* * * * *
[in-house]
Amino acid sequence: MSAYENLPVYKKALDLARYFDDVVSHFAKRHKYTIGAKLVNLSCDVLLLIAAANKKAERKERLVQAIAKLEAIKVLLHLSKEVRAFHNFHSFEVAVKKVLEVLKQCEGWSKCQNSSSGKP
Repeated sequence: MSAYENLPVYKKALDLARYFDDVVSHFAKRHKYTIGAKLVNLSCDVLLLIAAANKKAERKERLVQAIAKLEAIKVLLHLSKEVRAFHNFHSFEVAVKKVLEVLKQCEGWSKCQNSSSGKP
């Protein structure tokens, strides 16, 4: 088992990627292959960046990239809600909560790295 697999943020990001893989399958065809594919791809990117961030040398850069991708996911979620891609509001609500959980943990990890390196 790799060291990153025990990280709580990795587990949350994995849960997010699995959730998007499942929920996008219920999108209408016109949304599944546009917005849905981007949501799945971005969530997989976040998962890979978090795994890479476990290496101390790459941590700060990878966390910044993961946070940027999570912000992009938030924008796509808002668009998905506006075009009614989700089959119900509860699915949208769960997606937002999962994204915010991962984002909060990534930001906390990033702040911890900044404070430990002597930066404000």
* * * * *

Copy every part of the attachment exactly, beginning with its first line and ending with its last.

[in-house]
Amino acid sequence: MSAYENLPVYKKALDLARYFDDVVSHFAKRHKYTIGAKLVNLSCDVLLLIAAANKKAERKERLVQAIAKLEAIKVLLHLSKEVRAFHNFHSFEVAVKKVLEVLKQCEGWSKCQNSSSGKP
Repeated sequence: MSAYENLPVYKKALDLARYFDDVVSHFAKRHKYTIGAKLVNLSCDVLLLIAAANKKAERKERLVQAIAKLEAIKVLLHLSKEVRAFHNFHSFEVAVKKVLEVLKQCEGWSKCQNSSSGKP
């Protein structure tokens, strides 16, 4: 088992990627292959960046990239809600909560790295 697999943020990001893989399958065809594919791809990117961030040398850069991708996911979620891609509001609500959980943990990890390196 790799060291990153025990990280709580990795587990949350994995849960997010699995959730998007499942929920996008219920999108209408016109949304599944546009917005849905981007949501799945971005969530997989976040998962890979978090795994890479476990290496101390790459941590700060990878966390910044993961946070940027999570912000992009938030924008796509808002668009998905506006075009009614989700089959119900509860699915949208769960997606937002999962994204915010991962984002909060990534930001906390990033702040911890900044404070430990002597930066404000």